Peace Like a River, Teton mountain range, snake River

Peace Like a River (2004)

Conducted by music director Craig Jessop, with many new arrangements by associate director Mack Wilberg, this album features compositions by John Rutter, Janice Kapp Perry, and Irving Berlin, in a rich mixture of spirituals, folk songs, lullabies, and hymns. The Orchestra at Temple Square provides rich accompaniment.

  • Language  English
  • UPC Code  783027618822
  • Media Types  CD; MP3; Digital Download

Physical Product


    Digital Download

      1. TracksTitleTrack Time
      2. 01Sweet Peace2:31
      3. 02Be Still, My Soul4:52
      4. 03Peace Like a River4:31
      5. 04All Things Bright and Beautiful2:45
      6. 05The Lord Is My Shepherd4:33
      7. 06This Is My Father's World3:24
      8. 07Wayfarin' Stranger4:12
      9. 08Lord, Make Me an Instrument of Thy Peace3:04
      10. 09Swing Low, Sweet Chariot3:25
      11. 10Deep River4:10
      12. 11The Lamb3:43
      13. 12A Child's Prayer3:55
      14. 13It is Well with My Soul5:06
      15. 14Count Your Blessings Instead of Sheep3:55
      16. 15A Gaelic Blessing2:04
      17. 16Thou Gracious God, Whose Mercy Lends5:01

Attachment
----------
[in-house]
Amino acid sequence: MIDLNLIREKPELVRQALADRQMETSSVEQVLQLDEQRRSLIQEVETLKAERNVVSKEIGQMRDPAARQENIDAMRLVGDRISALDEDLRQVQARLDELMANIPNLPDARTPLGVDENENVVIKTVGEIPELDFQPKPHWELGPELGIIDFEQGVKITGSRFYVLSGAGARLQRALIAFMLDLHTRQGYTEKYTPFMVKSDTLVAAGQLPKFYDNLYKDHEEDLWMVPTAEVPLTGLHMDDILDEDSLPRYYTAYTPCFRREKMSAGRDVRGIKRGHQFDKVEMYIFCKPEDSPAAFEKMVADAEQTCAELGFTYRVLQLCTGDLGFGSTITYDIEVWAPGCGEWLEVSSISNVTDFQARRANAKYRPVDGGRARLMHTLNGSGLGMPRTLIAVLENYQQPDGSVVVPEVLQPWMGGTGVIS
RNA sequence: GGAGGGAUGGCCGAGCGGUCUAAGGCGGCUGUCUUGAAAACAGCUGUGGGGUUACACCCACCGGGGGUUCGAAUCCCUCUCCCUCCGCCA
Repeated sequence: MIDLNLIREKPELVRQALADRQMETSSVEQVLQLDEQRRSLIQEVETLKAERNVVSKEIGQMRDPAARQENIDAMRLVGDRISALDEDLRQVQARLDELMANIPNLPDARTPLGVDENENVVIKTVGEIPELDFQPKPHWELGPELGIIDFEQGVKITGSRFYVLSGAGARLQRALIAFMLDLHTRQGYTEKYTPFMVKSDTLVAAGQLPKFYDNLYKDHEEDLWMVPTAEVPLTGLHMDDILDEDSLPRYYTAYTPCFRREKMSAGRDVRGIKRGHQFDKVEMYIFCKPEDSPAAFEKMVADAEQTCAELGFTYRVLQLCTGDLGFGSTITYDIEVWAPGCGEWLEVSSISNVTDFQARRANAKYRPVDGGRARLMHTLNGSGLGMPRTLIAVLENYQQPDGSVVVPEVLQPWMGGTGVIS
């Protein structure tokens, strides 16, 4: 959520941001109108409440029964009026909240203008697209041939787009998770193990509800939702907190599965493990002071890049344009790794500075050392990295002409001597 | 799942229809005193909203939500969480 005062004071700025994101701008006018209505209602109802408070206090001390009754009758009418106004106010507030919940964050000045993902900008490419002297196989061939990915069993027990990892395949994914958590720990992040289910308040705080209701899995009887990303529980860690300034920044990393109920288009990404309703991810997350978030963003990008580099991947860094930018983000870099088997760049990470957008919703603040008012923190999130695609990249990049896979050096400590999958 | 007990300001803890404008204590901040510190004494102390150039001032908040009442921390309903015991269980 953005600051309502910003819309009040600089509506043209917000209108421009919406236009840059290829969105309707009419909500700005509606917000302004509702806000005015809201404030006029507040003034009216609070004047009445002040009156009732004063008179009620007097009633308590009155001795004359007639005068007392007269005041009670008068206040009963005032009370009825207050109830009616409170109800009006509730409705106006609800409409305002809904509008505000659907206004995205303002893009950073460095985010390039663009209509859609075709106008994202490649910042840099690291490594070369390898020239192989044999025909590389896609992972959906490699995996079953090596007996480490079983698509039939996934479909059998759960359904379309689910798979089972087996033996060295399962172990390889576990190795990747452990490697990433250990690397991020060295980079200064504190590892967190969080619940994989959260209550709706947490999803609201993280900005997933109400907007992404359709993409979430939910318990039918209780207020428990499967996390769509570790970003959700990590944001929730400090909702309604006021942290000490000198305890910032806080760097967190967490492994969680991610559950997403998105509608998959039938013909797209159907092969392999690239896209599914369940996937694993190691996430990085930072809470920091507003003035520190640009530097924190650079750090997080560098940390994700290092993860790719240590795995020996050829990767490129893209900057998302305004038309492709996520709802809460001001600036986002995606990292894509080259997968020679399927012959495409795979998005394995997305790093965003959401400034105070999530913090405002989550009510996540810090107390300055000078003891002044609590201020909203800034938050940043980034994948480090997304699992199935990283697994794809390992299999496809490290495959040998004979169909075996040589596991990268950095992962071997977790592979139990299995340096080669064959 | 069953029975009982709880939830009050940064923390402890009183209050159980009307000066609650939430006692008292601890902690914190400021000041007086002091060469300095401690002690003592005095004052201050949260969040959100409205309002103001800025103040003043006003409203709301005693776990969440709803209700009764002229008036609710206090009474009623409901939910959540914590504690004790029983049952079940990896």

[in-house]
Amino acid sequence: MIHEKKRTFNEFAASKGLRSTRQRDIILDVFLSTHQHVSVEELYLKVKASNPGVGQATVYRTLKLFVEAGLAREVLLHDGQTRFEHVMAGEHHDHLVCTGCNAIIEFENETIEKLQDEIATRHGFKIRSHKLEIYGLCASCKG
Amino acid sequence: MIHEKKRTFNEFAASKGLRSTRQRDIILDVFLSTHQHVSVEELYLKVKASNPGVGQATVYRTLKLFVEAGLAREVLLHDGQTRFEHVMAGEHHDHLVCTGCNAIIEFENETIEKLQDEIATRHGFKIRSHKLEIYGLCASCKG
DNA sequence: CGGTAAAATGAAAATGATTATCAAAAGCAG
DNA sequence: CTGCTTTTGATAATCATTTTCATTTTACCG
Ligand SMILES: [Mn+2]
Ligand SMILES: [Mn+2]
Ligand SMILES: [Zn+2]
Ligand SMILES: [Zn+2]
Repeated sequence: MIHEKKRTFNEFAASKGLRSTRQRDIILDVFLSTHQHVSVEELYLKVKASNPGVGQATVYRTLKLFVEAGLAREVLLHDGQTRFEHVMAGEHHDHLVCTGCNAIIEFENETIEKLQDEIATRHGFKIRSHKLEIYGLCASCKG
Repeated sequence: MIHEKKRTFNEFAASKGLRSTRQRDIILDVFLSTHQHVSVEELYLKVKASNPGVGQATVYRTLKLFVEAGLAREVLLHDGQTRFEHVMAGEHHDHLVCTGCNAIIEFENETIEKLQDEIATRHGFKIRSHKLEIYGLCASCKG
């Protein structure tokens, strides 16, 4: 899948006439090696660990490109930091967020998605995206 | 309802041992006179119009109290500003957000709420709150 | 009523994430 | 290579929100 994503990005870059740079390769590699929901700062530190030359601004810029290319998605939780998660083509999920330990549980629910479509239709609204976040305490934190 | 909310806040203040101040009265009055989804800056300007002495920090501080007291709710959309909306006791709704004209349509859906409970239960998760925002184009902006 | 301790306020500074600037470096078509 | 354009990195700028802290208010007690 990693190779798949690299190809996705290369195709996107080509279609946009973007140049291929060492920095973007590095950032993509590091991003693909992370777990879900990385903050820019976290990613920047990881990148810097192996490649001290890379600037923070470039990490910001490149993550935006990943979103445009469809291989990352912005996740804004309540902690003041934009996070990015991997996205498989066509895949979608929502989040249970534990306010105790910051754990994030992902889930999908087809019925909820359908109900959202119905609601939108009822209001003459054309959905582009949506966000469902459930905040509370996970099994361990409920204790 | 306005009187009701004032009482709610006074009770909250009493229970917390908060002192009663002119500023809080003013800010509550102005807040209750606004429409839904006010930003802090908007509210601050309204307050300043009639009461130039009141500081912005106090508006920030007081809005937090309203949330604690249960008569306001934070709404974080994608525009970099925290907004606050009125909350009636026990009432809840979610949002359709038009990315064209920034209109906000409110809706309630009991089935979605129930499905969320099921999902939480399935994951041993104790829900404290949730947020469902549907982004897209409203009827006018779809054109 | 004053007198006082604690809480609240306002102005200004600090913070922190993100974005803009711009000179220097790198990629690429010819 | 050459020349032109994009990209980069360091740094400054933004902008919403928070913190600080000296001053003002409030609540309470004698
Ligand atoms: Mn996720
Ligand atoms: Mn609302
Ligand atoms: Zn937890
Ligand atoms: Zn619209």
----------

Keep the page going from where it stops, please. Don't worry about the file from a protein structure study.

18. 17Come, Let Us Anew5:07


      I will extend peace to her like a one whom his mother comforteth, so will I comfort you...and when ye see this, your heart shall rejoice..." Isaiah 66:12- 14

      These words capture the essence of this recording. The imagery of a river--deep, abiding, constant, unchanging--has long been a symbol of the inner peace so frequently sought and, for many, so seldom found.

      Selections have been chosen to create a feeling of peace and comfort in time of need--when a friend is sick, hearts are grieving, a loved one is far from home, or any time a quiet refuge is sought from the turmoil of the day.

      "Peace Like a River" begins with the tolling of the Nauvoo bell--itself a symbol of hope and constancy amid change--which originally graced the Mormon temple on the Mississippi. Mormon pioneers brought this memory of their former home to the Salt Lake Valley, where today it faithfully chimes the hour on Temple Square.

      Just as the toils and sorrows of life vary, so too does the meaning of hope and consolation. And so, the music spans a broad expanse of repertoire--from Sibelius's moving "Be Still, My Soul" to Irving Berlin's familiar "Count your Blessings Instead of Sheep" to the beloved spirituals "Deep River" and "Swing Low, Sweet Chariot." Featured also are several arrangements by associate conductor Mack Wilberg, including "Come, Let Us Anew", "This Is My Father's World", and "Wayfarin' Stranger."

      The recording closes as it begins, with the sounding of the Nauvoo bell, embodying the hope that those who listen may find the blessings spoken of by Isaiah: peace, comfort, and a heart that rejoices.